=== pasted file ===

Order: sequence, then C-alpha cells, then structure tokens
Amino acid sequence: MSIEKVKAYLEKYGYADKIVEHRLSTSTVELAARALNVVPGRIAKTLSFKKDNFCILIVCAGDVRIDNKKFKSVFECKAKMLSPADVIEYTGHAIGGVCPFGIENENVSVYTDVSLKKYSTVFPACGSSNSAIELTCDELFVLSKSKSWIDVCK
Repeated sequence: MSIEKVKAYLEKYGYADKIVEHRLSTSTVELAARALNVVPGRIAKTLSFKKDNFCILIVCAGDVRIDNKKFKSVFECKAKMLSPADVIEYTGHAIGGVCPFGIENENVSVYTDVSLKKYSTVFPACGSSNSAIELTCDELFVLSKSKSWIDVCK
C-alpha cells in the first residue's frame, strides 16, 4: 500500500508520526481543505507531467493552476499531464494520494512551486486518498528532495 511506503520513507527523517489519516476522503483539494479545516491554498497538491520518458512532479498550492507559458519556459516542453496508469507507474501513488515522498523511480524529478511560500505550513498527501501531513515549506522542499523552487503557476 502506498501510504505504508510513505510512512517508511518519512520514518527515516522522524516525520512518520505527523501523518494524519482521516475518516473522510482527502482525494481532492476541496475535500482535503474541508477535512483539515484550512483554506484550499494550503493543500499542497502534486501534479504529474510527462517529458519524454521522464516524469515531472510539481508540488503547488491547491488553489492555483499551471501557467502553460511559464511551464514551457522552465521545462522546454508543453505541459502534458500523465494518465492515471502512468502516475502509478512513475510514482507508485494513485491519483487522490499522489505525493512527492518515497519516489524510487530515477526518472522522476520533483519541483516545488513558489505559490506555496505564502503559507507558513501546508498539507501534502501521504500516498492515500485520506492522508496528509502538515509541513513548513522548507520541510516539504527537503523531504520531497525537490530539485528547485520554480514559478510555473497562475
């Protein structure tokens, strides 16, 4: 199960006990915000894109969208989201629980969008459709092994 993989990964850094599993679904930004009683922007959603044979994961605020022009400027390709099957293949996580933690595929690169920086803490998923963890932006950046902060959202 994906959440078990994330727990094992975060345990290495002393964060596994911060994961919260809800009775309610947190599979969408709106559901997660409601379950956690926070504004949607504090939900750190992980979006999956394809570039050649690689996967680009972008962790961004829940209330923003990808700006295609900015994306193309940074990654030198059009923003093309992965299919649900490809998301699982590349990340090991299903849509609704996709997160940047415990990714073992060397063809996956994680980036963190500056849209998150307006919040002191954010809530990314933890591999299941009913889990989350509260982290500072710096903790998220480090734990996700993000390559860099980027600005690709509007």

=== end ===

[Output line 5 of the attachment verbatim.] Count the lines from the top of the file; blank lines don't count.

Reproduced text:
């Protein structure tokens, strides 16, 4: 199960006990915000894109969208989201629980969008459709092994 993989990964850094599993679904930004009683922007959603044979994961605020022009400027390709099957293949996580933690595929690169920086803490998923963890932006950046902060959202 994906959440078990994330727990094992975060345990290495002393964060596994911060994961919260809800009775309610947190599979969408709106559901997660409601379950956690926070504004949607504090939900750190992980979006999956394809570039050649690689996967680009972008962790961004829940209330923003990808700006295609900015994306193309940074990654030198059009923003093309992965299919649900490809998301699982590349990340090991299903849509609704996709997160940047415990990714073992060397063809996956994680980036963190500056849209998150307006919040002191954010809530990314933890591999299941009913889990989350509260982290500072710096903790998220480090734990996700993000390559860099980027600005690709509007």